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Vale do Bofim Reserva 2009, Douro, Portugal. (Symington Family Estates) 13.5% alc. Mainly touriga nacional grapes. Fresh, spicy, another wild, uninhibited wine; penetrating and poignant aromas and flavors of blackberry, black currants and plums with clear tones of blueberry and mulberry, etched with floral elements and leather, vivid acidity and polished tannins; dry, dense, chewy. Excellent. About $23.
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Owen Roe Ex Umbris Syrah 2008, Columbia Valley, Washington State. 14.1% alc. If deep purple had a smell and taste, this would be it. Rich, warm, spicy, enticing bouquet; black currants, black raspberries and blueberries; deeply imbued with leather, underbrush and forest floor; hints of wet dog and damp moss; ripe, fleshy, meaty; dusty granite and a touch of rhubarb and boysenberry. Cries out for barbecue brisket, ribs, osso buco. “Ex Umbris” means “from the shadows.” Excellent. About $24. (I paid $30.)
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A few days ago, I griped on Facebook that too many inexpensive wines taste as if they had been designed by committee and manufactured by robots on an assembly line. Thankfully, not all wines in the inexpensive (or even cheap) category seem that way; here are four versatile examples, two white and two red, each from a different country, that do not. Actually and honestly, lots of expensive wines also feel as if they were designed by committee — “this much ripeness, this much toasty new oak, add 15 percent alcohol” — but that’s not our concern today.

All were samples for review.
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The super attractive Zantho Grüner Veltliner 2009, Burgenland, comes under a new label that’s a collaboration between two of Austria’s best-known winemakers, Josef Umathum and Wolfgang Peck. ( I previously reviewed the Zantho Blaufränkisch 2008 here.) This grüner veltliner offers delicate notes of orange blossom, roasted lemon, lime peel and lemon balm, with a slightly spicy background; the spice element burgeons in the mouth, along with prominent limestone-like minerality, vibrant acidity and citrus flavors highlighted by hints of ginger and quince. A polished performance, charming in every respect. 11.5 percent alcohol. Drink through summer 2012. Very Good+. About $15.

Imported by Vin Divino, Chicago.
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Cimarone Estate is a small producer in the newly declared appellation of Happy Canyon of Santa Barbara; apparently, there’s a law that everybody who lives in the AVA has to be happy all the time. Made from the estate’s 26-acre Three Creek Vineyards, the wines focus on Bordeaux-style blends, costing about $60, and a series of less expensive wines under the 3CV label. Owners are Roger and Priscilla Higgins; the first vintage to be released was 2006. The 3CV Sauvignon Blanc 2010, Happy Valley of Santa Barbara — the image says “2009″ but it’s 2010 were concerned with — is a sprightly and resonant sauvignon blanc, registering a distinct melon-lime-gooseberry profile that’s given acidic grip by a swath of grapefruit on the finish and the heft of limestone and shale-like minerality; a few minutes in the glass bring in notes of lemon balm and baked pear. Fresh, clean and appealing, with a lovely silken texture. 269 cases. Drink through summer 2012. Very Good+. About $18.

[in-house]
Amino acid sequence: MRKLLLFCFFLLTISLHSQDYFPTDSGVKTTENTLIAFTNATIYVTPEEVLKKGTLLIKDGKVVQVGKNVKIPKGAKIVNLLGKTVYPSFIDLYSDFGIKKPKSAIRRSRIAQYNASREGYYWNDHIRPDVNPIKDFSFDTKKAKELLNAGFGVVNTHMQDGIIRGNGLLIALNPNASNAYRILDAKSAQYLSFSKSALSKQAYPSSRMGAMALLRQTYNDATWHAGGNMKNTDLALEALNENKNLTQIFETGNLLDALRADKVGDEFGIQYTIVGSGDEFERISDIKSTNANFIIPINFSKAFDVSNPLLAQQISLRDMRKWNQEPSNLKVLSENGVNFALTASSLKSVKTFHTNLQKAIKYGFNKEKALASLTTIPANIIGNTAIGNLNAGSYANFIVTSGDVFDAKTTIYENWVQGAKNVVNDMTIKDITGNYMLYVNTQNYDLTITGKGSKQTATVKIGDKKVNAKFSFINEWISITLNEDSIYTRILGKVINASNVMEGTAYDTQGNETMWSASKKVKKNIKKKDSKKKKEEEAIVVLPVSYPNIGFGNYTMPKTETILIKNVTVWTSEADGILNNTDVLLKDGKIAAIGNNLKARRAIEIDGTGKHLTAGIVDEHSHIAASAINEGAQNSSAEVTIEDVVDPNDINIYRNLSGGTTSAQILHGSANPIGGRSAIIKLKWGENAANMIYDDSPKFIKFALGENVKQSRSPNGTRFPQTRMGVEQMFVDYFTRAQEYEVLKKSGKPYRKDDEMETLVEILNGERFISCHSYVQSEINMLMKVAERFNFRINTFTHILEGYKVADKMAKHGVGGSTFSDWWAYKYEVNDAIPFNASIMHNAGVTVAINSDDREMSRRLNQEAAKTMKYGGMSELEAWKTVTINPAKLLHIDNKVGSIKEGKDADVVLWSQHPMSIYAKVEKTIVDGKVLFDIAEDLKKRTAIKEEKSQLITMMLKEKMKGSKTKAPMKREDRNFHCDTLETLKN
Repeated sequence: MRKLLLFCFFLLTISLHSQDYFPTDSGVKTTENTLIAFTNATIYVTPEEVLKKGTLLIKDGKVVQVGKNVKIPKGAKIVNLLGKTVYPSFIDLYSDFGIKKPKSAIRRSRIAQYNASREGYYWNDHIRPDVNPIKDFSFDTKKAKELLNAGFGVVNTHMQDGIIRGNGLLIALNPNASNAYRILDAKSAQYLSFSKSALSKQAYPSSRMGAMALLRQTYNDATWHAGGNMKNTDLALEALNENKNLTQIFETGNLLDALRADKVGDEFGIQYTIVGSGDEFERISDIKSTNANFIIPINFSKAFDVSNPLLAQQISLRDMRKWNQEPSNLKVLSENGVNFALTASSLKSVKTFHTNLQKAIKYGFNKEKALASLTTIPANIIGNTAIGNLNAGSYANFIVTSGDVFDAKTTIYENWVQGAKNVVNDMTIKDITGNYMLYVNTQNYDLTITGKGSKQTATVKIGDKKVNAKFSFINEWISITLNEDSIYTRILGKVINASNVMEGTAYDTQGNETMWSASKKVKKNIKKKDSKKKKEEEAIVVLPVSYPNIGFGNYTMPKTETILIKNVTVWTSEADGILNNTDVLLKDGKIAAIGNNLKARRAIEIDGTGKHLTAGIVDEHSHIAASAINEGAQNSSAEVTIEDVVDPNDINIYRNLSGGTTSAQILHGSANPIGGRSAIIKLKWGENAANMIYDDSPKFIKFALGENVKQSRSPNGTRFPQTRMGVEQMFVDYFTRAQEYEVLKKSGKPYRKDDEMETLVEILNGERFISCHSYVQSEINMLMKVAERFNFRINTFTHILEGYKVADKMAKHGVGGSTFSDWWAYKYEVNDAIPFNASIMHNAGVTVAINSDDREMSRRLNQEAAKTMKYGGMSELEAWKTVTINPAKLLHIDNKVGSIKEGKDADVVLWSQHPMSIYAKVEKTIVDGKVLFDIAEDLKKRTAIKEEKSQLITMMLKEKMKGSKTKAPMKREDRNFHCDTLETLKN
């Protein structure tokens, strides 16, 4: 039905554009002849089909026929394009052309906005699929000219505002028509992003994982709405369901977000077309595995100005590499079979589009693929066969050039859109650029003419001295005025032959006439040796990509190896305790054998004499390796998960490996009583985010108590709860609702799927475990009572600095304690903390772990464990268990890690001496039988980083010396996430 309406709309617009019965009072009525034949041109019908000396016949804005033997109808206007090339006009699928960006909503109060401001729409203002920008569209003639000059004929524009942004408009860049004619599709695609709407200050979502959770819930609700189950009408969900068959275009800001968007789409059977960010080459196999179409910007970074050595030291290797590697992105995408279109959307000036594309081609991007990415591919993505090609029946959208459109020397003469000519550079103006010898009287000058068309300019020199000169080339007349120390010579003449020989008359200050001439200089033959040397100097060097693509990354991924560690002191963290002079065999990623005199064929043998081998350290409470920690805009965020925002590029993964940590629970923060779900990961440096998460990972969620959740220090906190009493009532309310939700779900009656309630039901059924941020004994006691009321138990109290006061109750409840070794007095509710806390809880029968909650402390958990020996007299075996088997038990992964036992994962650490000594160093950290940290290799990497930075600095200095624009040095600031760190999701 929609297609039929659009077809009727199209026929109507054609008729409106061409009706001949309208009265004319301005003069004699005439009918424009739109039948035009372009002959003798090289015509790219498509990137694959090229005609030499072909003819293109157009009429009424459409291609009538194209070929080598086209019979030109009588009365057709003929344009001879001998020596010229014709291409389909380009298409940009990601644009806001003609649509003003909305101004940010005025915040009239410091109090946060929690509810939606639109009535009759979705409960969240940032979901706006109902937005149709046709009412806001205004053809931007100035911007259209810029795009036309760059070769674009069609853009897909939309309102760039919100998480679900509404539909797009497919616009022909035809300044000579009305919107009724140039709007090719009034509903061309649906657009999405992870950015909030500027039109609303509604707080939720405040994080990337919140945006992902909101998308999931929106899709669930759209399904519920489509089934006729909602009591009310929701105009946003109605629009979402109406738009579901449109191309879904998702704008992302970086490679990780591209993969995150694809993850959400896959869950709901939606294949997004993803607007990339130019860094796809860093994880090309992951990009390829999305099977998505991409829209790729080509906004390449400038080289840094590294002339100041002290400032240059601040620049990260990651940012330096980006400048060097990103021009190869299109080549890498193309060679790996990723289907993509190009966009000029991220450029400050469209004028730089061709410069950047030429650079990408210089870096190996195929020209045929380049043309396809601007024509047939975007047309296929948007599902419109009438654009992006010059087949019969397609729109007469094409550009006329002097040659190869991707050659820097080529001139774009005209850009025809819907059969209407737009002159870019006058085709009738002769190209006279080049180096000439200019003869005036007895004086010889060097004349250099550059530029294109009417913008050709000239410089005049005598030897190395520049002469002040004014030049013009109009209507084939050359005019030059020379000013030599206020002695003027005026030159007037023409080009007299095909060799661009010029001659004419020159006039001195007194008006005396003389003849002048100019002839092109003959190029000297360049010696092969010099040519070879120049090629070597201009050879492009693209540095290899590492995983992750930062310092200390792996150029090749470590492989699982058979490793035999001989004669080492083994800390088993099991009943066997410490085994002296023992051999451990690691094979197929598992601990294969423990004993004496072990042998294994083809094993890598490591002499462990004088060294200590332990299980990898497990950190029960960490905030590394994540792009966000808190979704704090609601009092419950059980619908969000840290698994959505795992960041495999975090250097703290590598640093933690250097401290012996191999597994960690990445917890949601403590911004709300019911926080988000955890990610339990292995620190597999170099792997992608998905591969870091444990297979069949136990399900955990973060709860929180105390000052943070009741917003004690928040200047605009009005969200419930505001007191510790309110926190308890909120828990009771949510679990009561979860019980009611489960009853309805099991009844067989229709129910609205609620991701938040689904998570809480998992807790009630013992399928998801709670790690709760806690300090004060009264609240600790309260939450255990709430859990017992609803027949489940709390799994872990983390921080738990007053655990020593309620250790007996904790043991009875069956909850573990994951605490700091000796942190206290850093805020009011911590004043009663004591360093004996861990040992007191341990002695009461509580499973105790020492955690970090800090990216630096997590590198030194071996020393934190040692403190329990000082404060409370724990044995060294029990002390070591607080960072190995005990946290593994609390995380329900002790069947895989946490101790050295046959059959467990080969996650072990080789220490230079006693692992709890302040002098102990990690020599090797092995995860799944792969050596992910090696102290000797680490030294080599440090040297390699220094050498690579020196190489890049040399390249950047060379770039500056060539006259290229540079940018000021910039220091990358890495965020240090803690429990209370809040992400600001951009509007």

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Terrazas de los Andes Reserva Malbec 2009, Mendoza, Argentina, is a true reserve wine in the sense that the grapes derive from older vineyards than the producer’s “regular” label, it spends 12 months in predominantly French oak and the production is smaller. This wine just damn hits the spot where malbec works best as a dark, spicy, briery, deeply scented and flavored wine with a touch of wildness about it; there’s intensity and concentration here, with brambly-graphite-tinged underpinnings to the dense chewy texture and almost sumptuous black currant, plum and mulberry fruit shot with vivid acidity and touches of lavender, licorice and bittersweet chocolate. Thinking Thanksgiving leftovers — as who is not? — then here’s a wine to drink with the turkey and dressing and potatoes and whatever else graced the groaning board. 14.5 percent alcohol. Drink through 2012 or ’13. Very Good+. About $15.

Imported by Möet Hennessy USA, New York.

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Produced by the Antinori winery in Pulgia, the Tormaresca Neprica is one of the world’s great wine bargains. Made from an unusual and provocative blend of 40 percent negroamaro grapes, 30 percent primitivo and 30 percent cabernet sauvignon — you see where the name Neprica comes from — Tormaresca Neprica 2009, Puglia, is a wild, heady amalgam of violets and lavender, spice cake and fleshy black currant, blueberry and plum scents and flavors; the wine is robust, full-bodied, dynamic with rollicking acidity and deeply packed with black and blue fruit that opens to touches of leather, fruitcake, mint and bay, for a vividly savory impression. A great match with pizzas, burgers, hearty pasta dishes and braised meat. 13.5 percent alcohol. Drink now through 2012 or ’13. Very Good+. About $13, representing Real Value, often discounted to $10.

Imported by Ste. Michelle Wine Estates, Woodinville, Wash.